The Accessible Game Book contains games specifically chosen or adapted for mixed groups including people with auditory or visual impairments, those in wheelchairs, and those with multiple disabilities. The games can also be used as a means of improving disability awareness among the non-disabled, and have been used successfully in the rehabilitation of stroke victims and groups of people of all abilities and ages.Each game is explained clearly, with symbols to indicate the level of ability, suggestions for elaborations or modifications, and important points to remember. Full details are given on any materials required for the games and whether the game requires small (fewer than 10 people), medium (10-40) or large (40 or more) groups. The Accessible Games Book is an important resource for those running playschemes or youth groups, or in training or educational situations.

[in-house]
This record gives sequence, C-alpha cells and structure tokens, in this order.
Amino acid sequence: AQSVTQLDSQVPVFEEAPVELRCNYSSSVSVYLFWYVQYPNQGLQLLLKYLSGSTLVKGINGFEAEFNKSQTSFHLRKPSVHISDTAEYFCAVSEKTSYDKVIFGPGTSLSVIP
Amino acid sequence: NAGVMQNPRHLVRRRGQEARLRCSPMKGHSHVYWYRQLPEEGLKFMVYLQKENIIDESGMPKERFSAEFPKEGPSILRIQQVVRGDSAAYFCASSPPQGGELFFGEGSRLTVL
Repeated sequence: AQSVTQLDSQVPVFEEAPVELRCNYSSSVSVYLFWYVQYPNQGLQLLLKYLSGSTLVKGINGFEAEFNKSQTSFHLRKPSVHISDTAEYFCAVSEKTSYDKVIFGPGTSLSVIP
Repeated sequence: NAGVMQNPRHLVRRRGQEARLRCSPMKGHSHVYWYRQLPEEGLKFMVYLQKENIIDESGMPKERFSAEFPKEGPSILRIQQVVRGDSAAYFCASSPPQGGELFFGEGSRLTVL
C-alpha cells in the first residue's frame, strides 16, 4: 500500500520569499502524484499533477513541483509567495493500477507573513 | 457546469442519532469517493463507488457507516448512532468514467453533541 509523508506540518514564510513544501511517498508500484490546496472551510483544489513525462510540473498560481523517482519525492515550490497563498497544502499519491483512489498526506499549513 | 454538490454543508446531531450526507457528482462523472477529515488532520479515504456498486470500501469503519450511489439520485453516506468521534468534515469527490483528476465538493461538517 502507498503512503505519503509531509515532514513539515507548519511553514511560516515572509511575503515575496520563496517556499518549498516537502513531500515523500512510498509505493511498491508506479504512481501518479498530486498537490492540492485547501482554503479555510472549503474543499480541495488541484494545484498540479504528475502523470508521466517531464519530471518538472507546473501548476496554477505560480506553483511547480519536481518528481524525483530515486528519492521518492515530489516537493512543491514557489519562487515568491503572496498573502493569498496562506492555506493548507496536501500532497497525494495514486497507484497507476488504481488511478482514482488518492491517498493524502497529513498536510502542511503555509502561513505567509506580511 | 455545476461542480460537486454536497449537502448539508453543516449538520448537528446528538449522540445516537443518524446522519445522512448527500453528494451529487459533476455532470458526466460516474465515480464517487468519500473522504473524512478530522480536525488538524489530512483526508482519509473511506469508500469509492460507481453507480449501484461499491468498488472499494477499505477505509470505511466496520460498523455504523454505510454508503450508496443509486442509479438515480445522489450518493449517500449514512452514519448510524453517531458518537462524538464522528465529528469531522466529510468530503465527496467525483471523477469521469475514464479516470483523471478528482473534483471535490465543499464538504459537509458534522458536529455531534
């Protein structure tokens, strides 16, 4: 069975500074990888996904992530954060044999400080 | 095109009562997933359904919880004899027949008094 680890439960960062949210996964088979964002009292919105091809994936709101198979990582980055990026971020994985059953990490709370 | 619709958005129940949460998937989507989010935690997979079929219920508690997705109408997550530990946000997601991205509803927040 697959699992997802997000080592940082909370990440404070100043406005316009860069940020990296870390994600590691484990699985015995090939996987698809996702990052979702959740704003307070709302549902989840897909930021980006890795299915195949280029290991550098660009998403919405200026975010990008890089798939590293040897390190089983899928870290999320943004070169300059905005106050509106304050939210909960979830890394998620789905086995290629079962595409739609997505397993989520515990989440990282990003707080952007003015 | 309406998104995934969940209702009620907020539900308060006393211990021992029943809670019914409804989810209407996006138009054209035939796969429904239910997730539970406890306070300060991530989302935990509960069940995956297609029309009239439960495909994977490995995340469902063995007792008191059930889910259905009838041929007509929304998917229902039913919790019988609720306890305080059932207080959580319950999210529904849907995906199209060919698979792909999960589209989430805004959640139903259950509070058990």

You can check out more resources related to DEI&A in gaming on our research guide.